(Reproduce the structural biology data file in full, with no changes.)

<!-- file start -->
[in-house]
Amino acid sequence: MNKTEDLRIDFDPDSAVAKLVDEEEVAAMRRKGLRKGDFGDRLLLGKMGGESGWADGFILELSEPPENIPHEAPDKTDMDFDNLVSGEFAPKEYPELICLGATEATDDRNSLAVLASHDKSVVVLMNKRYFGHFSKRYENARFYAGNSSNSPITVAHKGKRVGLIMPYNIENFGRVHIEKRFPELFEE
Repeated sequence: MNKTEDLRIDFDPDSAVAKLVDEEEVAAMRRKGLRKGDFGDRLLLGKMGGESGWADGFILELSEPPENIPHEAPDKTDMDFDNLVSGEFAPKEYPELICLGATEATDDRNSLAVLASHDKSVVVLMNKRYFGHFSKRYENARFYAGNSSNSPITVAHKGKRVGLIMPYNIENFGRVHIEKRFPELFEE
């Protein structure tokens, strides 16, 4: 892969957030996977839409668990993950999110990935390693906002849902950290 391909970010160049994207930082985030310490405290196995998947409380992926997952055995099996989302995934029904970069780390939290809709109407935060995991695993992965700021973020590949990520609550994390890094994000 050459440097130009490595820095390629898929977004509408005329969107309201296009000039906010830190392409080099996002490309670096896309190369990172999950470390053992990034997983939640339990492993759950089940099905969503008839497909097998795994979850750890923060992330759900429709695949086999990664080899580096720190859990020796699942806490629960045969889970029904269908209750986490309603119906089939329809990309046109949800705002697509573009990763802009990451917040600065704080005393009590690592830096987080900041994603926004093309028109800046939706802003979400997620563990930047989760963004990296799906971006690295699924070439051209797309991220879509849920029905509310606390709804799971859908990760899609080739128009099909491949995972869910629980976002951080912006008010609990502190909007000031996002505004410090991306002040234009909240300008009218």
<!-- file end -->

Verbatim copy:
[in-house]
Amino acid sequence: MNKTEDLRIDFDPDSAVAKLVDEEEVAAMRRKGLRKGDFGDRLLLGKMGGESGWADGFILELSEPPENIPHEAPDKTDMDFDNLVSGEFAPKEYPELICLGATEATDDRNSLAVLASHDKSVVVLMNKRYFGHFSKRYENARFYAGNSSNSPITVAHKGKRVGLIMPYNIENFGRVHIEKRFPELFEE
Repeated sequence: MNKTEDLRIDFDPDSAVAKLVDEEEVAAMRRKGLRKGDFGDRLLLGKMGGESGWADGFILELSEPPENIPHEAPDKTDMDFDNLVSGEFAPKEYPELICLGATEATDDRNSLAVLASHDKSVVVLMNKRYFGHFSKRYENARFYAGNSSNSPITVAHKGKRVGLIMPYNIENFGRVHIEKRFPELFEE
């Protein structure tokens, strides 16, 4: 892969957030996977839409668990993950999110990935390693906002849902950290 391909970010160049994207930082985030310490405290196995998947409380992926997952055995099996989302995934029904970069780390939290809709109407935060995991695993992965700021973020590949990520609550994390890094994000 050459440097130009490595820095390629898929977004509408005329969107309201296009000039906010830190392409080099996002490309670096896309190369990172999950470390053992990034997983939640339990492993759950089940099905969503008839497909097998795994979850750890923060992330759900429709695949086999990664080899580096720190859990020796699942806490629960045969889970029904269908209750986490309603119906089939329809990309046109949800705002697509573009990763802009990451917040600065704080005393009590690592830096987080900041994603926004093309028109800046939706802003979400997620563990930047989760963004990296799906971006690295699924070439051209797309991220879509849920029905509310606390709804799971859908990760899609080739128009099909491949995972869910629980976002951080912006008010609990502190909007000031996002505004410090991306002040234009909240300008009218």